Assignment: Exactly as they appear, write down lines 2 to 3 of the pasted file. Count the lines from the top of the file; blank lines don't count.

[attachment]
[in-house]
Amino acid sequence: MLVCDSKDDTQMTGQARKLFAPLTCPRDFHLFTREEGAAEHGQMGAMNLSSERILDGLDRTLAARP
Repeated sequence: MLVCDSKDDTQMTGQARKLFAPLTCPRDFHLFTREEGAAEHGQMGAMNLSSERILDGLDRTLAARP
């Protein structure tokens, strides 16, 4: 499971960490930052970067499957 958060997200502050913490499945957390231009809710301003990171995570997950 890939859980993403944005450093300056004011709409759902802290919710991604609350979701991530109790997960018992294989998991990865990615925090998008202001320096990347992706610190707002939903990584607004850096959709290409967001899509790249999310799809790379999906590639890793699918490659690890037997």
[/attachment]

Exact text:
Amino acid sequence: MLVCDSKDDTQMTGQARKLFAPLTCPRDFHLFTREEGAAEHGQMGAMNLSSERILDGLDRTLAARP
Repeated sequence: MLVCDSKDDTQMTGQARKLFAPLTCPRDFHLFTREEGAAEHGQMGAMNLSSERILDGLDRTLAARP